Factors hindering advancement of Emirati teachers

Somehow, there seems to be a glitch in the process of encouraging, hiring and maintaining Emiratis as teachers.

Israeli Prime Minister Benjamin Netanyahu, center, waves to attendees before speaking at the Conference of Presidents of Major Jewish Organizations in Jerusalem, Wednesday, Feb. 17, 2010. Netanyahu told leaders of American Jewish organizations Wednesday he would be "fine" with a third party bringing back the Israelis and Palestinians to peace talks. But he says direct talks will eventually be needed to end the conflict. (AP Photo/Tara Todras-Whitehill) *** Local Caption ***  JRL124_MIDEAST_ISRAEL_PALESTINIANS.jpg
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With reference to the article Emirati graduates give up on teaching (February 20): after reading the contradicting views of professionals in the education sector on the plight of aspiring Emirati teachers, one thing seems to stand out. Somehow, there seems to be a glitch in the process of encouraging, hiring and maintaining Emiratis as teachers while the other side of the debate is that the process is not flawed at all, the doors are open and welcoming to those who aspire to become educators.

There is nothing more discouraging than when your aspirations and dreams are hindered by tedious red tape, quotas and being thrown into turbulent, competitive waters where one becomes a commodity that might be chosen. Ideally, this is an "if only" situation. If only the hiring process were more simple and transparent, you would not have so many dejected "wannabe" teachers. If only native language teachers were not hired solely based on their nationality and accent, perhaps the hiring process would be less complicated. If only we take that huge step in eradicating the mindset that most parents have that a foreign educated accent is more socially acceptable, this problem would not exist at all.

There is no power larger than education, but we have set so many boundaries on how we want to educate and be educated that teaching has become commercialised. Unfortunately, parents judge schools on the nationality of the schoolteachers and so do students. If schools feel that newly graduated Emirati teachers are not commercially viable, perhaps the higher powers should step in to promote and aid them to realise their dreams.

If inexperience is a factor, there are also steps in developing new teachers as aides first to let them get into the flow. The cushy lures of money and stability should not be the only reasons to become a teacher. One should be open to start from the bottom at times and anticipate challenges along the way to realising one's dreams. It takes two hands to clap but whether the sound produced is harmonious to both potential employers and wannabe teachers is something that we have to wait and - hear. SS Uma,Abu Dhabi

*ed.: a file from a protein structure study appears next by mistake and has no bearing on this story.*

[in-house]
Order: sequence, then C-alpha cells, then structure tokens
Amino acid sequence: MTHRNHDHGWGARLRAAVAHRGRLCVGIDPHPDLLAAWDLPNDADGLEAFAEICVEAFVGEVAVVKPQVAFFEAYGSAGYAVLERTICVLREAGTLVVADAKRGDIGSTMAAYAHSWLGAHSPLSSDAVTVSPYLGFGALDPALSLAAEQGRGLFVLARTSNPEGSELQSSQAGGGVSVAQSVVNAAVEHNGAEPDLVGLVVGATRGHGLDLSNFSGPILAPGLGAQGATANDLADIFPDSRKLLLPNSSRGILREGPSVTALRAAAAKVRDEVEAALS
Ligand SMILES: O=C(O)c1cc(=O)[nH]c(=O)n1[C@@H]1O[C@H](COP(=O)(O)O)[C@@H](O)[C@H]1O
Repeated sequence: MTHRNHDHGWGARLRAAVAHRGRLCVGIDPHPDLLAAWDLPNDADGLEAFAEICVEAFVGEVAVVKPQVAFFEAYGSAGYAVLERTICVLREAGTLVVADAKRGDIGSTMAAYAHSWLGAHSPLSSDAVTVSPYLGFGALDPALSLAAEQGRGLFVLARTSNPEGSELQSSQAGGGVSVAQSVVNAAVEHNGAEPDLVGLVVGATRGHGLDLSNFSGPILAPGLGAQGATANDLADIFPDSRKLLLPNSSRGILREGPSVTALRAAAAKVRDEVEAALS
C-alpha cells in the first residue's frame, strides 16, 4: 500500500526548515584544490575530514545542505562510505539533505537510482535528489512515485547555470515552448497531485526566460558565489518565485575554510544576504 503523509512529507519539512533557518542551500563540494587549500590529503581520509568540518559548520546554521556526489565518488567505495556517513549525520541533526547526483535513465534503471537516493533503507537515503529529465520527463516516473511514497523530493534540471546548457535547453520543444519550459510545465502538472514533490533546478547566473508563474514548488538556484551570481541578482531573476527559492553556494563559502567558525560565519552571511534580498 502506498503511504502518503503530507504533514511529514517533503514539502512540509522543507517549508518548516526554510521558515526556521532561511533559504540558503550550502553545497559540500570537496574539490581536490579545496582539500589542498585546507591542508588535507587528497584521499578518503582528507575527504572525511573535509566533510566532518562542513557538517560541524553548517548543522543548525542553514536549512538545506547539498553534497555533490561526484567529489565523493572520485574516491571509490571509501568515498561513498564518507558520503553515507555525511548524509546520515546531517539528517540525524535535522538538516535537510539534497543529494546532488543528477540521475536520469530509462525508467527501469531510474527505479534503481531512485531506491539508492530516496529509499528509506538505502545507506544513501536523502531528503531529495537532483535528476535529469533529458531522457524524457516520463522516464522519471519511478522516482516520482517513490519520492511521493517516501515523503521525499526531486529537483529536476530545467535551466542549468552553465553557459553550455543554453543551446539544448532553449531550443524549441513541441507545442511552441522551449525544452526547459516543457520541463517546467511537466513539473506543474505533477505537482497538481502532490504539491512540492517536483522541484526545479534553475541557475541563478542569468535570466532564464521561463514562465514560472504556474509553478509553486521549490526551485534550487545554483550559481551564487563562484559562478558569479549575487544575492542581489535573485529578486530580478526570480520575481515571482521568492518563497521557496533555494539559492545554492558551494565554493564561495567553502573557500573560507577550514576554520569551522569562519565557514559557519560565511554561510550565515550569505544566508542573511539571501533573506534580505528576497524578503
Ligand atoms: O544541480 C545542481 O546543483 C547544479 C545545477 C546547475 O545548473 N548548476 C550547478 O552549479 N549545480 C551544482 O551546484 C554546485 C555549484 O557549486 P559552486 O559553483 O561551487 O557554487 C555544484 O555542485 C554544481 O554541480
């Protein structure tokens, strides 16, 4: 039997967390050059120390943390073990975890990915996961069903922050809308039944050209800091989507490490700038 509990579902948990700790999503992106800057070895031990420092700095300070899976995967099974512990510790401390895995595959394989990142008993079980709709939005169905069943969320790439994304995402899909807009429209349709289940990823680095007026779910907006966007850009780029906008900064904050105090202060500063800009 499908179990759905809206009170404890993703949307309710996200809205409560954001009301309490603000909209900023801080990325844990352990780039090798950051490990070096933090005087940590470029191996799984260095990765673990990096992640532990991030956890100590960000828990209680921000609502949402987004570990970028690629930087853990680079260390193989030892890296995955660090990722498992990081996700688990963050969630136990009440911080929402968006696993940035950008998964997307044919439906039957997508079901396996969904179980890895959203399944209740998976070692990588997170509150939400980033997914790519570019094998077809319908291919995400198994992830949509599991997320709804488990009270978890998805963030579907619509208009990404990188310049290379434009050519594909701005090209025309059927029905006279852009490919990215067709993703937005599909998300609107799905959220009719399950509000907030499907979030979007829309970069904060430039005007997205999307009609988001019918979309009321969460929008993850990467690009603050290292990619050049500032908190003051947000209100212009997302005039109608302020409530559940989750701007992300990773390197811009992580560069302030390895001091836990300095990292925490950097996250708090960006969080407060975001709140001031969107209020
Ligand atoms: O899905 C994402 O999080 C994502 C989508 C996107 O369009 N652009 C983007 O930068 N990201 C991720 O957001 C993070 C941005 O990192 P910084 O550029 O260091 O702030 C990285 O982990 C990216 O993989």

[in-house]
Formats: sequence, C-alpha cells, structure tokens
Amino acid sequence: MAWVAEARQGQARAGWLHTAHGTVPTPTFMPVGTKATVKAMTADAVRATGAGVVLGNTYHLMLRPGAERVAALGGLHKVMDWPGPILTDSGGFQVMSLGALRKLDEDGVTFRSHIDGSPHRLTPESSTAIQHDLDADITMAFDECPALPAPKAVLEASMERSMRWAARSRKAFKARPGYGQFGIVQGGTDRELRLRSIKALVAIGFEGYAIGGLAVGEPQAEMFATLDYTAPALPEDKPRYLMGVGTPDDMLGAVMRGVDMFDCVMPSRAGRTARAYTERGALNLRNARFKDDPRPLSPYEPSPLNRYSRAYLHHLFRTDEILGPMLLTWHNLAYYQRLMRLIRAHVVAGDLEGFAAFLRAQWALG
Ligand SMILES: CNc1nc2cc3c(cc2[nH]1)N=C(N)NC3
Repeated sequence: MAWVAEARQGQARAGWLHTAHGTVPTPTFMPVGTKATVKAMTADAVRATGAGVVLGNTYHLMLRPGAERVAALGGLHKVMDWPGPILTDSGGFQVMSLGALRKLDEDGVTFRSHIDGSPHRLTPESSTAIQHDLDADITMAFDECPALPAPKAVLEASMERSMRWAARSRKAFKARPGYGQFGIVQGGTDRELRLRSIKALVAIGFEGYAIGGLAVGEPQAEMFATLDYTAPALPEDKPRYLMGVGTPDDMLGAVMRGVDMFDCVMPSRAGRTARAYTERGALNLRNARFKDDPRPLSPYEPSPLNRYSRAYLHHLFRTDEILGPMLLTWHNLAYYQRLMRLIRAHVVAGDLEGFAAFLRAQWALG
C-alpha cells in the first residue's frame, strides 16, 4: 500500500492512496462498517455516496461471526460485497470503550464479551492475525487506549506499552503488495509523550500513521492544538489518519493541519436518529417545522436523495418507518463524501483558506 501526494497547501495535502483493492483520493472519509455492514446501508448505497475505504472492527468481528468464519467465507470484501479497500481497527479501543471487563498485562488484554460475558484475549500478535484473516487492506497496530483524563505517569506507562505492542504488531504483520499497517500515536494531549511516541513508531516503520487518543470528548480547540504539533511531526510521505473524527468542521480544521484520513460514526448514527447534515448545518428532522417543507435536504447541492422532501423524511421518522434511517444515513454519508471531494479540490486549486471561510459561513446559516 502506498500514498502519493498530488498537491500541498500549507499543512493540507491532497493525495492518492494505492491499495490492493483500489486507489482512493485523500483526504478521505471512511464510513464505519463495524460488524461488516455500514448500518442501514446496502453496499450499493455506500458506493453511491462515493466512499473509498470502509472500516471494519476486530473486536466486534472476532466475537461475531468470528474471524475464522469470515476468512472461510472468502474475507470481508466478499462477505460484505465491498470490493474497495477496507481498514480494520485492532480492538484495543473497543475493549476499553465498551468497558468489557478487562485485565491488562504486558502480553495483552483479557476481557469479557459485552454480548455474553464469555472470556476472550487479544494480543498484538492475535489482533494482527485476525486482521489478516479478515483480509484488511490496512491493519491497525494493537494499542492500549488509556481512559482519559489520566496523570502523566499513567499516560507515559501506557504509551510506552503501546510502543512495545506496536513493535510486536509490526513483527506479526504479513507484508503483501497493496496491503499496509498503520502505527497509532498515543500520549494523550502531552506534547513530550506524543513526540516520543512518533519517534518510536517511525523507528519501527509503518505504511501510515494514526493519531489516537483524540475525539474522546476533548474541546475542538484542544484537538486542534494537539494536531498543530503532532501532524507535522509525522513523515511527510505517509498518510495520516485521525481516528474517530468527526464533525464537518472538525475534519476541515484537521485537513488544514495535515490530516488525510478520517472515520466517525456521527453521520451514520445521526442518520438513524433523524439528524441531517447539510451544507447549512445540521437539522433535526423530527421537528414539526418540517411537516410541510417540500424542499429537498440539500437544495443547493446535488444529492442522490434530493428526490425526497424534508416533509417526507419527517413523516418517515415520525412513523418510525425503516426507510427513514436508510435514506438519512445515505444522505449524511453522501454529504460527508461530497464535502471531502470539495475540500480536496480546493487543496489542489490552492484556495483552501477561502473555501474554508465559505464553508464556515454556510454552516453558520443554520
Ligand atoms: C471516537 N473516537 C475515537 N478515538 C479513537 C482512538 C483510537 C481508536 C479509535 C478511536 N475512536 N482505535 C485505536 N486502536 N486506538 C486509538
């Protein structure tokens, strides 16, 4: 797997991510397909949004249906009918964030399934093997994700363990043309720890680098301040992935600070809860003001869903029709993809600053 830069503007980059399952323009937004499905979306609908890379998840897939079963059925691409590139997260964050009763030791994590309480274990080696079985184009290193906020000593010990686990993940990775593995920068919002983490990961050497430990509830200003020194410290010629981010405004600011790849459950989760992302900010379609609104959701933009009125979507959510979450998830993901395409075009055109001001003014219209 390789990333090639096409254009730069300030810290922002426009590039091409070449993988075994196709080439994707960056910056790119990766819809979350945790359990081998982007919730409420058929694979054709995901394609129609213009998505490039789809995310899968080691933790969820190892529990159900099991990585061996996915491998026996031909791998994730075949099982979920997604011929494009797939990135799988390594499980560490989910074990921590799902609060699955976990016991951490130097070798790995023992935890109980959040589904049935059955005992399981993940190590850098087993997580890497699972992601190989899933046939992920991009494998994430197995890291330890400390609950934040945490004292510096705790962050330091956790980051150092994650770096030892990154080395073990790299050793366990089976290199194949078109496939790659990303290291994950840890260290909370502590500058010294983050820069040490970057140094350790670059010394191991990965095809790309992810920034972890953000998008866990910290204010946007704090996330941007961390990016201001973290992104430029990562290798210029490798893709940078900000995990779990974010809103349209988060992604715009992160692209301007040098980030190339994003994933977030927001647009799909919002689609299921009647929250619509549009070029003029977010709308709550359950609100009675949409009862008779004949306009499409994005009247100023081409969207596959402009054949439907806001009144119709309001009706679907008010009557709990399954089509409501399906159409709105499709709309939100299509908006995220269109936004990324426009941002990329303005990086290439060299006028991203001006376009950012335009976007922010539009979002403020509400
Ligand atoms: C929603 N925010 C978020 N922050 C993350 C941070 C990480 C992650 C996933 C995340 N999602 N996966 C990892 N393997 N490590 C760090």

There comes a point at which rogue states must be confronted. A state that chooses to arm itself with nuclear weapons, ignores repeated UN resolutions, is found guilty of war crimes, operates a policy of apartheid, enforces a medieval-like collective punishment blockade on its occupied populace, and operates by the planned illegal assassination of its political opponents, should not be tolerated. When will the Gulf States speak out openly and oppose this seemingly "can do no wrong" regime and how soon might we see a joint US/British/Gulf intervention to bring Israel under control? Adil Ali, Abu Dhabi

Hats off to Hadeel al Shalchi (How a trip to Kerala spiced up my life, February 20) for a balanced and informative piece on Kerala cuisine. Aside from the spices that grow in abundance in Kerala, this "paradise on earth" owes its rich culinary heritage to a happy mix of Arab, Portuguese, Dutch and Chinese influences over centuries past. The Kerala biryani puts to shame the most exotic Spanish paella for sheer spectacle and flavour. In this matriarchal state where women call the shots, the kitchen is one domain where the male is king. And judging by Ms al Shalchi's piece on Kerala cuisine, three cheers to that! Vernon Ram, Hong Kong

I refer to the article Date for smoking ban is on hold (February 8). Smoking has been banned in public places in Australia for some years. All restaurants, hotels, shops and offices have a no smoking policy. Even outdoor sporting arenas like the Melbourne Cricket Ground and the Olympic Stadium in Sydney are smoke free. Restaurants and clubs can provide an outdoors area for smokers. It is certainly refreshing not having to breathe in smoke while dining, and also while enjoying the cricket or rugby. I applaud the UAE for starting the process of ensuring its citizens do not suffer an additional health risk by breathing in other people's smoke. Also in New South Wales, you cannot smoke in a car that has children as passengers. Dian Ball, Australia

In reference to the article Believe in me again, pleads Tiger (February 20), now that the world has had its fill of revenge in extracting a public apology from Tiger Woods, I hope they will leave him alone to play golf again and mend his relationship with his wife. A strictly personal matter was turned into a public circus by the media.

Rajendra K Aneja, Dubai